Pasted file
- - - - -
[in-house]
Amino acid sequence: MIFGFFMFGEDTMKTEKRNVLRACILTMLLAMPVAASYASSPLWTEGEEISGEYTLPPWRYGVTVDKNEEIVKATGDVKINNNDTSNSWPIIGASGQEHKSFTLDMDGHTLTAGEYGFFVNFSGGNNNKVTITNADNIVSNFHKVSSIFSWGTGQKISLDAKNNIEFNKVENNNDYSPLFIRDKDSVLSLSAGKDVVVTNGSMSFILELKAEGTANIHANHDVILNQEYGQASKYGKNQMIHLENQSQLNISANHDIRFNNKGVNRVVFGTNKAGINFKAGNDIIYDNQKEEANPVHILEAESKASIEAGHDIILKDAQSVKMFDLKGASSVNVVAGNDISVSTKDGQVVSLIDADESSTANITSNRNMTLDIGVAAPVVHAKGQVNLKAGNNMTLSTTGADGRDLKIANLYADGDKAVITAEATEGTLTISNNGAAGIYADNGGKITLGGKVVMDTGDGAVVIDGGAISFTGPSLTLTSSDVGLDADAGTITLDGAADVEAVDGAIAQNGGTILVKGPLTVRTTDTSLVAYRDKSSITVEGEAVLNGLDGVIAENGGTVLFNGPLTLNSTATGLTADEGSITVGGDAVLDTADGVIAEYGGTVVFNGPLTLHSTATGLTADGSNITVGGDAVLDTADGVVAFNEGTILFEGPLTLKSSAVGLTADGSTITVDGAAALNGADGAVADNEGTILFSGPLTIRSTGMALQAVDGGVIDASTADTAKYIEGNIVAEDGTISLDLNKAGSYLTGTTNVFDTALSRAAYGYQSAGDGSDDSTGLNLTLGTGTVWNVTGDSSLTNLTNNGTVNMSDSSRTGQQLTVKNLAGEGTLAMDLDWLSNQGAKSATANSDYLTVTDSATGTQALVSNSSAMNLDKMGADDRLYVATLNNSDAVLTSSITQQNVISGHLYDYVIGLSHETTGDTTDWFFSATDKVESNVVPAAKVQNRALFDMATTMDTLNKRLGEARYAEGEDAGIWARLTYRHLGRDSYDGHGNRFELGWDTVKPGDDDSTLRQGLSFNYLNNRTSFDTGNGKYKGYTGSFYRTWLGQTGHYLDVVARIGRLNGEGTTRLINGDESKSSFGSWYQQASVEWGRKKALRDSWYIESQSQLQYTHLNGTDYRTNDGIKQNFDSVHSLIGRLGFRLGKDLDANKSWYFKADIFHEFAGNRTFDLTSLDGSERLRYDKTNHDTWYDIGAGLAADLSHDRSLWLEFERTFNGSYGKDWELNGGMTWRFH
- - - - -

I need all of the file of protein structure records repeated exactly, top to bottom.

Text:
[in-house]
Amino acid sequence: MIFGFFMFGEDTMKTEKRNVLRACILTMLLAMPVAASYASSPLWTEGEEISGEYTLPPWRYGVTVDKNEEIVKATGDVKINNNDTSNSWPIIGASGQEHKSFTLDMDGHTLTAGEYGFFVNFSGGNNNKVTITNADNIVSNFHKVSSIFSWGTGQKISLDAKNNIEFNKVENNNDYSPLFIRDKDSVLSLSAGKDVVVTNGSMSFILELKAEGTANIHANHDVILNQEYGQASKYGKNQMIHLENQSQLNISANHDIRFNNKGVNRVVFGTNKAGINFKAGNDIIYDNQKEEANPVHILEAESKASIEAGHDIILKDAQSVKMFDLKGASSVNVVAGNDISVSTKDGQVVSLIDADESSTANITSNRNMTLDIGVAAPVVHAKGQVNLKAGNNMTLSTTGADGRDLKIANLYADGDKAVITAEATEGTLTISNNGAAGIYADNGGKITLGGKVVMDTGDGAVVIDGGAISFTGPSLTLTSSDVGLDADAGTITLDGAADVEAVDGAIAQNGGTILVKGPLTVRTTDTSLVAYRDKSSITVEGEAVLNGLDGVIAENGGTVLFNGPLTLNSTATGLTADEGSITVGGDAVLDTADGVIAEYGGTVVFNGPLTLHSTATGLTADGSNITVGGDAVLDTADGVVAFNEGTILFEGPLTLKSSAVGLTADGSTITVDGAAALNGADGAVADNEGTILFSGPLTIRSTGMALQAVDGGVIDASTADTAKYIEGNIVAEDGTISLDLNKAGSYLTGTTNVFDTALSRAAYGYQSAGDGSDDSTGLNLTLGTGTVWNVTGDSSLTNLTNNGTVNMSDSSRTGQQLTVKNLAGEGTLAMDLDWLSNQGAKSATANSDYLTVTDSATGTQALVSNSSAMNLDKMGADDRLYVATLNNSDAVLTSSITQQNVISGHLYDYVIGLSHETTGDTTDWFFSATDKVESNVVPAAKVQNRALFDMATTMDTLNKRLGEARYAEGEDAGIWARLTYRHLGRDSYDGHGNRFELGWDTVKPGDDDSTLRQGLSFNYLNNRTSFDTGNGKYKGYTGSFYRTWLGQTGHYLDVVARIGRLNGEGTTRLINGDESKSSFGSWYQQASVEWGRKKALRDSWYIESQSQLQYTHLNGTDYRTNDGIKQNFDSVHSLIGRLGFRLGKDLDANKSWYFKADIFHEFAGNRTFDLTSLDGSERLRYDKTNHDTWYDIGAGLAADLSHDRSLWLEFERTFNGSYGKDWELNGGMTWRFH